The sound of rock is traditionally centered on the amplified electric guitar, which emerged in its modern form in the 1950s with the popularity of rock and roll. It was influenced by the sounds of electric blues guitarists; the sound of an electric guitar in rock music is supported by an electric bass guitar, which pioneered in jazz music in the same era, percussion produced from a drum kit that combines drums and cymbals. This trio of instruments has been complemented by the inclusion of other instruments keyboards such as the piano, the Hammond organ, the synthesizer; the basic rock instrumentation was derived from the basic blues band instrumentation. A group of musicians performing rock music is termed as a rock group. Furthermore, it consists of between three and five members. Classically, a rock band takes the form of a quartet whose members cover one or more roles, including vocalist, lead guitarist, rhythm guitarist, bass guitarist and keyboard player or other instrumentalist. Rock music is traditionally built on a foundation of simple unsyncopated rhythms in a 4/4 meter, with a repetitive snare drum back beat on beats two and four.
Melodies originate from older musical modes such as the Dorian and Mixolydian, as well as major and minor modes. Harmonies range from the common triad to parallel perfect fourths and fifths and dissonant harmonic progressions. Since the late 1950s and from the mid 1960s onwards, rock music used the verse-chorus structure derived from blues and folk music, but there has been considerable variation from this model. Critics have stressed the eclecticism and stylistic diversity of rock; because of its complex history and its tendency to borrow from other musical and cultural forms, it has been argued that "it is impossible to bind rock music to a rigidly delineated musical definition." Unlike many earlier styles of popular music, rock lyrics have dealt with a wide range of themes, including romantic love, rebellion against "The Establishment", social concerns, life styles. These themes were inherited from a variety of sources such as the Tin Pan Alley pop tradition, folk music, rhythm and blues.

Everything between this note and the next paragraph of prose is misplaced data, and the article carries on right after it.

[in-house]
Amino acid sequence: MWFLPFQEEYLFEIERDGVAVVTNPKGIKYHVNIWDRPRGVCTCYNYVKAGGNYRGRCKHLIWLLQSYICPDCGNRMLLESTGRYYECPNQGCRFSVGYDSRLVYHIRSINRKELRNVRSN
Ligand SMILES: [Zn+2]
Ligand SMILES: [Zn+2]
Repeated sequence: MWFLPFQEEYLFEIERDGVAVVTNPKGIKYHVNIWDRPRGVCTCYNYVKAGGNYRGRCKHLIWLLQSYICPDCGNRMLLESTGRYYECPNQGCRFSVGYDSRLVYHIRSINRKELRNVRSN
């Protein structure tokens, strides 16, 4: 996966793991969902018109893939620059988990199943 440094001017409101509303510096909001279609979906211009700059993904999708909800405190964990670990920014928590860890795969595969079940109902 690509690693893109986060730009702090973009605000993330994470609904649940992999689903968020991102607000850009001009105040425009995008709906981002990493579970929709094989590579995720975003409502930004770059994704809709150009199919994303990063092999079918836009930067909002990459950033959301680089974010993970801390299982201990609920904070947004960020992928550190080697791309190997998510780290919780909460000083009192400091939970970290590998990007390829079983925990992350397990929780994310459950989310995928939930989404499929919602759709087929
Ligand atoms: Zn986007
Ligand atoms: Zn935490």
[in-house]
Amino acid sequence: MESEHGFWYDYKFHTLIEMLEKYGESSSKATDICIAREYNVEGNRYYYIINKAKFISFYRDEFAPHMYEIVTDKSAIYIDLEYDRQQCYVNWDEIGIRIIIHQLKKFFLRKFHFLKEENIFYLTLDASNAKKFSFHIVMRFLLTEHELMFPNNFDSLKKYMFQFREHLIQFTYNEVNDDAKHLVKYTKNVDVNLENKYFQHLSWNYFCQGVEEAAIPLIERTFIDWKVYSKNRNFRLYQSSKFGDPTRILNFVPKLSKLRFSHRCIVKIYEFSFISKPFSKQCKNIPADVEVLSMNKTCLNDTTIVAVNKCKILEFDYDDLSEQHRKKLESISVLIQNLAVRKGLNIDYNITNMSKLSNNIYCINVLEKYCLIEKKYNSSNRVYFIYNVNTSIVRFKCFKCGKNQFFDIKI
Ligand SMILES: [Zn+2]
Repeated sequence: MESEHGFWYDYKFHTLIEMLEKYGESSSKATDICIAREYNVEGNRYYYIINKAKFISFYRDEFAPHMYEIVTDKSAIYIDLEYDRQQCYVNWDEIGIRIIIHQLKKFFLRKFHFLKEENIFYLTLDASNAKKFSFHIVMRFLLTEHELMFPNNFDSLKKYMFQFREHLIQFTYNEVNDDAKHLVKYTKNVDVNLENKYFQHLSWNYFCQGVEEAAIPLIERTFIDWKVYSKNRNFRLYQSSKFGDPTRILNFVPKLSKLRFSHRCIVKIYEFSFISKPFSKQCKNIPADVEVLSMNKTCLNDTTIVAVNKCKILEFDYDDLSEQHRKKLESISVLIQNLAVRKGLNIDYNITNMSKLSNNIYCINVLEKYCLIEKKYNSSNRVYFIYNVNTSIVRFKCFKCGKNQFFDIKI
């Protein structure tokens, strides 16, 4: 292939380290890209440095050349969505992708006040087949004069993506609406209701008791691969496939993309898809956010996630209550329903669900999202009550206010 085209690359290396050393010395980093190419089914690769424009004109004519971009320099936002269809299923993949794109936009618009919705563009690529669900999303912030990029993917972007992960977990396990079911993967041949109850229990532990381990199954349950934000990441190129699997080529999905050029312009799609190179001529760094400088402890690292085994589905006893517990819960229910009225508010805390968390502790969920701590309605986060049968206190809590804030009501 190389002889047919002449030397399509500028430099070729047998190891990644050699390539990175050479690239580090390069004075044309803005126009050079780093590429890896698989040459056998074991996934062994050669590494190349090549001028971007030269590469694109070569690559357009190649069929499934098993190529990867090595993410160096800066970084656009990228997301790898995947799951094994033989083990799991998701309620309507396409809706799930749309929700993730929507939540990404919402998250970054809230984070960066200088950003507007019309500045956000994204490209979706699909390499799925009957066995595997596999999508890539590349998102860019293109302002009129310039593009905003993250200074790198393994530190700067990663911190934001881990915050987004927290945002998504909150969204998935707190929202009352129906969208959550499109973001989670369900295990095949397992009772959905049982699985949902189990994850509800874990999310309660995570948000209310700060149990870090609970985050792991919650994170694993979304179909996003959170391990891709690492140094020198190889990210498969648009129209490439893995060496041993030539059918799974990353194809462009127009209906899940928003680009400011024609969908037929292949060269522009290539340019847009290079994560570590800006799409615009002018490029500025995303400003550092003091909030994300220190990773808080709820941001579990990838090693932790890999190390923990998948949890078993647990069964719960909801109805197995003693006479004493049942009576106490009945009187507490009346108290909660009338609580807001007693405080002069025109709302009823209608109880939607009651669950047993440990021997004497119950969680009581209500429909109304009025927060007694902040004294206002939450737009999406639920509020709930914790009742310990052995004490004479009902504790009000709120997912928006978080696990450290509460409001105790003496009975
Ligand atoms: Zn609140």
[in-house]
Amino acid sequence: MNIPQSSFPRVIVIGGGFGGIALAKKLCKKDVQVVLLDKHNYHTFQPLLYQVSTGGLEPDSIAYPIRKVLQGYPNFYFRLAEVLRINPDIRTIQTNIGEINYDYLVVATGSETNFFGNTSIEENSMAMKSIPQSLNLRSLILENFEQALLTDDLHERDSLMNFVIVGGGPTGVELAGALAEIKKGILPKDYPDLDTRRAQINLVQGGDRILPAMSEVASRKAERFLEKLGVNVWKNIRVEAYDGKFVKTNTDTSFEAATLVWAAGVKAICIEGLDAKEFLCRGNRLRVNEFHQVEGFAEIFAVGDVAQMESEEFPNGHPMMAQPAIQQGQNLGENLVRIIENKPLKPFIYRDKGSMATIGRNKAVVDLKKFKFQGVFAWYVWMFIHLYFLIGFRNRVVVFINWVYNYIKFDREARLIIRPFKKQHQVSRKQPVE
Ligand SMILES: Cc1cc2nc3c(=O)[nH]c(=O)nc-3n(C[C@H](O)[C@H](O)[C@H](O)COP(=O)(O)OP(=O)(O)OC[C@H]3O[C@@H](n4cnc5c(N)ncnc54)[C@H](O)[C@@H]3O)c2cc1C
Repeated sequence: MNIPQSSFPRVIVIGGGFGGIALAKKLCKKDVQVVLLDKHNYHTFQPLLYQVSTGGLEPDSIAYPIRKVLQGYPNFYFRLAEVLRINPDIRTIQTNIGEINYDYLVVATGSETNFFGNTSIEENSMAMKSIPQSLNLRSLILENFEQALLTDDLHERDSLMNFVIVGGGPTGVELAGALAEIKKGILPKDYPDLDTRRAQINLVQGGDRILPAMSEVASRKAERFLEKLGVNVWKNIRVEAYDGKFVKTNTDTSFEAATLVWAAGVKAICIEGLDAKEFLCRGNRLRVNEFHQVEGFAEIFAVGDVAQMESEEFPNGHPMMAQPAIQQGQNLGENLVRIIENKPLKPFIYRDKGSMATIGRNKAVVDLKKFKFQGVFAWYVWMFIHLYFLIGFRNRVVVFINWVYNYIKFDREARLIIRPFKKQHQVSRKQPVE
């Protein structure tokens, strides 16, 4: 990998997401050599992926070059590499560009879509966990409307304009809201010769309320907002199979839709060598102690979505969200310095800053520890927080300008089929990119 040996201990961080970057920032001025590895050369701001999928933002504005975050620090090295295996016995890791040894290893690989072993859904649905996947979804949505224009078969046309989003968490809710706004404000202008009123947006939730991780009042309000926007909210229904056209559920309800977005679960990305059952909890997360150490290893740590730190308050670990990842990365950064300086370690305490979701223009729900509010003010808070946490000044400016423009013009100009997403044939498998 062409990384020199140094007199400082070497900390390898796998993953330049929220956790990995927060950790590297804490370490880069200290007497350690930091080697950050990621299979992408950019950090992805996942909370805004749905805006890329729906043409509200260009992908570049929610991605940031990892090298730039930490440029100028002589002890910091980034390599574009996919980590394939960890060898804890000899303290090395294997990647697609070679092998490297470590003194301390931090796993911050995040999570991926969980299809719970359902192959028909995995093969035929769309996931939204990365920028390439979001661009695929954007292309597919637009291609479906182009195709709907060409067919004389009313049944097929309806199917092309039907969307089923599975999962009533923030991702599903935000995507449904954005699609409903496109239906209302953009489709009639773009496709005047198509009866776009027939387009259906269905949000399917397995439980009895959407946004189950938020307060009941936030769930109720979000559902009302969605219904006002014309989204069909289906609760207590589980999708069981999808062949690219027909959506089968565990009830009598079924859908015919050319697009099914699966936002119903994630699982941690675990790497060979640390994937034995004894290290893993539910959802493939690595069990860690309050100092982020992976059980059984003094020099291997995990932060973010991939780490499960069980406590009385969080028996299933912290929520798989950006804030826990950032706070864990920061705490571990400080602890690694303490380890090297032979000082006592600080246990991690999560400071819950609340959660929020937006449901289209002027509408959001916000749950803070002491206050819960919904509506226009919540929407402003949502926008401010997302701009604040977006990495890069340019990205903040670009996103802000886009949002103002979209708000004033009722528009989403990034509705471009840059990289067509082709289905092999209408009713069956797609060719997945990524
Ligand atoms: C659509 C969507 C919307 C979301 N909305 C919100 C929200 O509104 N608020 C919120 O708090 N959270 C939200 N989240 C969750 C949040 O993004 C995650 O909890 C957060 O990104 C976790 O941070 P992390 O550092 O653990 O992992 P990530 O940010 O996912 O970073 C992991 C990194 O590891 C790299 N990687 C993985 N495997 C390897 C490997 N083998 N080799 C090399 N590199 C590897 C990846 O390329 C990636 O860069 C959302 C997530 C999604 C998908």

Music journalist Robert Christgau characterizes rock lyrics as a "cool medium" with simple diction and repeated refrains, asserts that rock's primary "function" "pertains to music, or, more noise." The predominance of white and middle class musicians in rock music has been noted, rock has been seen as an appropriation of black musical forms for a young and male audience. As a result, it has been seen to articulate the concerns of this group in both style and lyrics. Christgau, writing in 1972, said in spite of some exceptions, "rock and roll implies an identification of male sexuality and aggression". Since the term "rock" started being used in preference to "rock and roll" from the late-1960s, it has been contrasted with pop music, with which it has shared many characteristics, but from wh